Does coffee, tea or chocolate improve your brain’s health

Written by Diane Archer

You may have read that the different phytochemicals in fruits can be good for your health, protecting you against cardiovascular disease and tumor growth, among other things. Coffee, tea and chocolate also contain phytochemicals. One recent study by the National Institute on Aging and Johns Hopkins University finds that these phytochemicals might improve your brain’s health.

The study, published in Neurochemical Research magazine, and reported by Inc., finds that the phytochemical methylxanthines helps the brain, “protecting neurons against dysfunction and death” when examined in animals with stroke, Alzheimer’s disease and Parkinson’s disease. Coffee, tea and chocolate all contain this phytochemical.

A second phytochemical, xanthine metabolites, which is released after caffeine consumption, could also be beneficial to brain health.

Separately, a meta-analysis of 11 studies, published in World Journal of Surgical Oncology, reveals that coffee and tea might reduce the risk of both Alzheimer’s disease and brain cancer. Specifically, the researchers found that “higher consumption of coffee may contribute to the lower development of brain cancer in Asian populations.”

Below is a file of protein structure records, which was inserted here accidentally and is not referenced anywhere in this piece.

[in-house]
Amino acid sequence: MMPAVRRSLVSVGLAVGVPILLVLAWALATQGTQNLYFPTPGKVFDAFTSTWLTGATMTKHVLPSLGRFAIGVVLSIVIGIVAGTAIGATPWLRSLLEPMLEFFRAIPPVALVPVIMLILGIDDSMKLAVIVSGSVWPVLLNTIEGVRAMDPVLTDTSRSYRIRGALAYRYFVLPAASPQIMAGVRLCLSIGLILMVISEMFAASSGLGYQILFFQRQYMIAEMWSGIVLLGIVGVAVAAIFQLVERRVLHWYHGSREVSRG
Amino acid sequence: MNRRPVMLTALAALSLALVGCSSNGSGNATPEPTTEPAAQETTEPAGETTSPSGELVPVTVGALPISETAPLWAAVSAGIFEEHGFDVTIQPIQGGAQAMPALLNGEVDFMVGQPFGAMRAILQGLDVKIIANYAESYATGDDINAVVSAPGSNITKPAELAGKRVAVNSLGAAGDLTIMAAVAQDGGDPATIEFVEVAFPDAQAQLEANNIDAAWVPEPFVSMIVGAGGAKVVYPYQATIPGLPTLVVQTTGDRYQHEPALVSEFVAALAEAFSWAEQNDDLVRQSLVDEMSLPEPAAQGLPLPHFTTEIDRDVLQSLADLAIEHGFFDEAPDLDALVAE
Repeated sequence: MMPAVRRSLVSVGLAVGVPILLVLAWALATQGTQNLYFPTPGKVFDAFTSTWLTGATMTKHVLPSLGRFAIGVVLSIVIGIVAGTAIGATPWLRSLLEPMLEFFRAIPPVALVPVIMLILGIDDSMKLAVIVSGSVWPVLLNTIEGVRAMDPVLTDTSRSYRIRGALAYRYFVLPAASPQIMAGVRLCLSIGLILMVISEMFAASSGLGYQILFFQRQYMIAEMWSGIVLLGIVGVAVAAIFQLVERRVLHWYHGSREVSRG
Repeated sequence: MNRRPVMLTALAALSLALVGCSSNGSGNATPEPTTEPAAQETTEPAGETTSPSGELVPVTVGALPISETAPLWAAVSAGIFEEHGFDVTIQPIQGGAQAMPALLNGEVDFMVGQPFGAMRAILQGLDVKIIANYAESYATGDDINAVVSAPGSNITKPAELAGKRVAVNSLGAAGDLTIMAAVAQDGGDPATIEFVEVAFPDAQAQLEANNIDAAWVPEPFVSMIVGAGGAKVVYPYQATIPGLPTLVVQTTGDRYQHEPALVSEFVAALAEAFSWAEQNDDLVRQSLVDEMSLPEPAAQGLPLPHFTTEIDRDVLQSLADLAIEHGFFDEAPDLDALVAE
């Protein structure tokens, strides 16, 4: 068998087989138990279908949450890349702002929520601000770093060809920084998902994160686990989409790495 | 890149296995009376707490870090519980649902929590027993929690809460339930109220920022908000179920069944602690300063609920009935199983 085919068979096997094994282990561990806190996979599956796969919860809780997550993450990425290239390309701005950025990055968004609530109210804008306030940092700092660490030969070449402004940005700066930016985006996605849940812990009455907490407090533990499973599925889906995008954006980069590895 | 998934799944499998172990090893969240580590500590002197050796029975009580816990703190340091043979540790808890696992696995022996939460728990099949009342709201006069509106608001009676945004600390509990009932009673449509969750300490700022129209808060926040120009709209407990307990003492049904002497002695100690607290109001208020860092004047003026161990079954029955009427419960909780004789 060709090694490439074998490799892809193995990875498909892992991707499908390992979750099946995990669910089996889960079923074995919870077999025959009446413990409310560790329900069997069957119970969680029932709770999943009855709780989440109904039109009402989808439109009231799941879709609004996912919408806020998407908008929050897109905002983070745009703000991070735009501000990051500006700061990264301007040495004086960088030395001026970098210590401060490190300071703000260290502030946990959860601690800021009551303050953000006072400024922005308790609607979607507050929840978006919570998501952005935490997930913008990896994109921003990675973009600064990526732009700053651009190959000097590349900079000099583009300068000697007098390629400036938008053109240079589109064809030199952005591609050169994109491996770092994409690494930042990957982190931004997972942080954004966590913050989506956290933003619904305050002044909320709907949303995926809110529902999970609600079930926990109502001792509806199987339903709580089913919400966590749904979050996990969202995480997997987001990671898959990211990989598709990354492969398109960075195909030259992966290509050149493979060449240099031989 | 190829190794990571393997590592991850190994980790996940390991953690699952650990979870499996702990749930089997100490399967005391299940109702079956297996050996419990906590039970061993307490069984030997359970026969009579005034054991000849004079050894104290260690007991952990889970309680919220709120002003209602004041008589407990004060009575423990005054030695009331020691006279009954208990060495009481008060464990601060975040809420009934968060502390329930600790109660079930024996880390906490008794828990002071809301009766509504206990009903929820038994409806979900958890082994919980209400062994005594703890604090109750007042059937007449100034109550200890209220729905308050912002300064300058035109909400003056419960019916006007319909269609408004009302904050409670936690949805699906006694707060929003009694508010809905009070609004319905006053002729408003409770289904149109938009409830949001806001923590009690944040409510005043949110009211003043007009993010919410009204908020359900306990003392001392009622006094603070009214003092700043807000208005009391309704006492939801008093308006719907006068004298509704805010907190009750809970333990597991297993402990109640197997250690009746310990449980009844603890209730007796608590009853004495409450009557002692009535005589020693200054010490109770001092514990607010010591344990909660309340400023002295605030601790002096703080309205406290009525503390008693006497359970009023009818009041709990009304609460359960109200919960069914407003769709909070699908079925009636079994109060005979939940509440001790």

And, yet another major study at Okayama University found that chemicals in caffeine prevents neurodegeneration in the brain, making it more resilient.

The good news is that coffee is the most common drink after water. The question becomes whether the possible benefits of caffeine for your brain health outweigh its risks. Coffee can be responsible for anxiety, insomnia, irritability, and panic attacks.

According to the studies, you need to drink six or eight eight ounce cups of coffee a day to promote your brain health. Among other things, a good night’s sleep, which drinking too much caffeine may prevent, also promotes good health.

You can replace the coffee with dark chocolate to get the requisite phytochemicals. But, you want to avoid sugar and keep your weight down as well!



  • You don’t address whether or not coffee without caffeine still has the other “good” ingredients mentioned. I drink about 4 to 6 very strong cups of coffee each day but try to not do so after early evening and so avoid sleep problems.

    • It’s the phytochemicals from the caffeine that researchers examined and say may improve your brain’s health. I believe that they did not study the benefits of coffee without caffeine.

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